He sounded the clacker till his arm ached, and at length his heart grew sympathetic with the birds' thwarted desires. They seemed, like himself, to be living in a world which did not want them. Why should he frighten them away? They took upon more and more the aspect of gentle friends and pensioners—the only friends he could claim as being in the least degree interested in him, for his aunt had often told him that she was not. He ceased his rattling, and they alighted anew.

"Poor little dears!" said Jude, aloud. "You shall have some dinner—you shall. There is enough for us all. Farmer Troutham can afford to let you have some. Eat, then my dear little birdies, and make a good meal!"

They stayed and ate, inky spots on the nut-brown soil, and Jude enjoyed their appetite. A magic thread of fellow-feeling united his own life with theirs. Puny and sorry as those lives were, they much resembled his own.

His clacker he had by this time thrown away from him, as being a mean and sordid instrument, offensive both to the birds and to himself as their friend. All at once he became conscious of a smart blow upon his buttocks, followed by a loud clack, which announced to his surprised senses that the clacker had been the instrument of offense used. The birds and Jude started up simultaneously, and the dazed eyes of the latter beheld the farmer in person, the great Troutham himself, his red face glaring down upon Jude's cowering frame, the clacker swinging in his hand.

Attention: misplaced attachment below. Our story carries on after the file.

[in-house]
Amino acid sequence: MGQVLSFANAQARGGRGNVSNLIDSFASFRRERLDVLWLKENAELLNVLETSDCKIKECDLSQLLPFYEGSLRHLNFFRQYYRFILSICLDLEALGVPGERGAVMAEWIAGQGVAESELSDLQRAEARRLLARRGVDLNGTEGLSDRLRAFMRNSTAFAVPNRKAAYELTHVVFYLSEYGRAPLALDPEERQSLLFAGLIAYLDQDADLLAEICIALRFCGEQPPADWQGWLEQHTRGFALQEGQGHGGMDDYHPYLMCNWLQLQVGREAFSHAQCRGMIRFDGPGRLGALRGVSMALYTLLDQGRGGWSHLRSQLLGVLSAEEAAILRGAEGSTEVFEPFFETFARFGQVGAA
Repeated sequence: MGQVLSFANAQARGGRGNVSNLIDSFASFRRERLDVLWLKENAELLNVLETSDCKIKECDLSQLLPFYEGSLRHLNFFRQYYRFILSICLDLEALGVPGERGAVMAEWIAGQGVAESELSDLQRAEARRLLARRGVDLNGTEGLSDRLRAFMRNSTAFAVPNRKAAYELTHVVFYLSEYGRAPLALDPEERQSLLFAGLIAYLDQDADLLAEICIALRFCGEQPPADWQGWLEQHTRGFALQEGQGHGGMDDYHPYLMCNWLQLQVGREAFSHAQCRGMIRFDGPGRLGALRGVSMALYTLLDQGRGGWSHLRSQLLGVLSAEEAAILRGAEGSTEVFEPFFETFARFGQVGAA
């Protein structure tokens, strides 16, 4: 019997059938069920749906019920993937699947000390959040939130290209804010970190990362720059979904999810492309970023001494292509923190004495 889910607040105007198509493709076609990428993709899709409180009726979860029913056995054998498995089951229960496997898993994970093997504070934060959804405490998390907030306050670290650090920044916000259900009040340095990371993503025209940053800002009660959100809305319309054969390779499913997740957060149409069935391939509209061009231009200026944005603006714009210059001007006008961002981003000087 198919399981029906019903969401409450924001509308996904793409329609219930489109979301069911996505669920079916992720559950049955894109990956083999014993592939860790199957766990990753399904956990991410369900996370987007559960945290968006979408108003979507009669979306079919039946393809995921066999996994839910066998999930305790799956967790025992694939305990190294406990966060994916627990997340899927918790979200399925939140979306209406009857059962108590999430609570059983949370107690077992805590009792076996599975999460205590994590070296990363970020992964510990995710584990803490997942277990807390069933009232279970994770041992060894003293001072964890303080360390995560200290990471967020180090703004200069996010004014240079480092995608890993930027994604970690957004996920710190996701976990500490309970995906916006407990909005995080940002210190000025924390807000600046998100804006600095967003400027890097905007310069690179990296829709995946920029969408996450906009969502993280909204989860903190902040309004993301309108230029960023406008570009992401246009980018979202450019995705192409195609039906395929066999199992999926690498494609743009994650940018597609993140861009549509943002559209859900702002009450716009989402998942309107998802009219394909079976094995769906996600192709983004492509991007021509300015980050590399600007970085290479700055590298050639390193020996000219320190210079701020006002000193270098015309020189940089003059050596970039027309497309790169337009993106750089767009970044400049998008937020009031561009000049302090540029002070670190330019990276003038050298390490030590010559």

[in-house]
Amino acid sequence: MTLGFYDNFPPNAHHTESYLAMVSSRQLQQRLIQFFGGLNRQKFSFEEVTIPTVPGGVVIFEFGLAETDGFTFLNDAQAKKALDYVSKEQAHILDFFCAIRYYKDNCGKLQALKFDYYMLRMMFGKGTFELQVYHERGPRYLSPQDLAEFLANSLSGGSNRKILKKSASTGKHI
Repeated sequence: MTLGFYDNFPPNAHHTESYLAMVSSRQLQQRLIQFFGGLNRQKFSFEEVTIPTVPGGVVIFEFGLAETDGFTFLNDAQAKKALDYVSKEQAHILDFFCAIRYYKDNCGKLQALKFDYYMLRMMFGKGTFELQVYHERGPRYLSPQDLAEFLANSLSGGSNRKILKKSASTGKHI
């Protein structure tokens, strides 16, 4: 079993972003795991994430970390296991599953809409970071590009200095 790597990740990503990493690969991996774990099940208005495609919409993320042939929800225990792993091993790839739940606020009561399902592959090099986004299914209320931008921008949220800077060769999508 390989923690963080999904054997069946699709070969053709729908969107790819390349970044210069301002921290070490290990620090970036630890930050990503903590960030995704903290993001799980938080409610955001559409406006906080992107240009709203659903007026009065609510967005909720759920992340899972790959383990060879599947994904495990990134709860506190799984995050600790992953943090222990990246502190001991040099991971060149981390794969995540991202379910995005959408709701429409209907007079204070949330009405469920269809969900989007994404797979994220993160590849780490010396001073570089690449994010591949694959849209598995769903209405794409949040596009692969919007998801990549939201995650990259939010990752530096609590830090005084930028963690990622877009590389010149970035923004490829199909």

"So it's 'Eat my dear birdies,' is it, young man? 'Eat, dear birdies,' indeed! I'll tickle your breeches, and see if you say, 'Eat, dear birdies' again in a hurry! And you've been idling at the schoolmaster's too, instead of coming here, ha'n't ye, hey? That's how you earn your sixpence a day for keeping the rooks off my corn!"

The phrase “tickle your breeches” could most likely be equated to __________.

Possible Answers:

waking a person up

forcing a person to run

a game

shouting at someone

thrashing someone

Correct answer:

thrashing someone

Explanation:

When Farmer Troutham says he will “tickle Jude's breeches,” he is talking about beating him, or thrashing him, to remind him of his duties. The author is portraying Troutham as a cruel man.

Example Question #3 : Specific Phrases And Sentences In Literary Fiction Passages

Adapted from The Life and Adventures of Robinson Crusoe by Daniel Defoe (1719)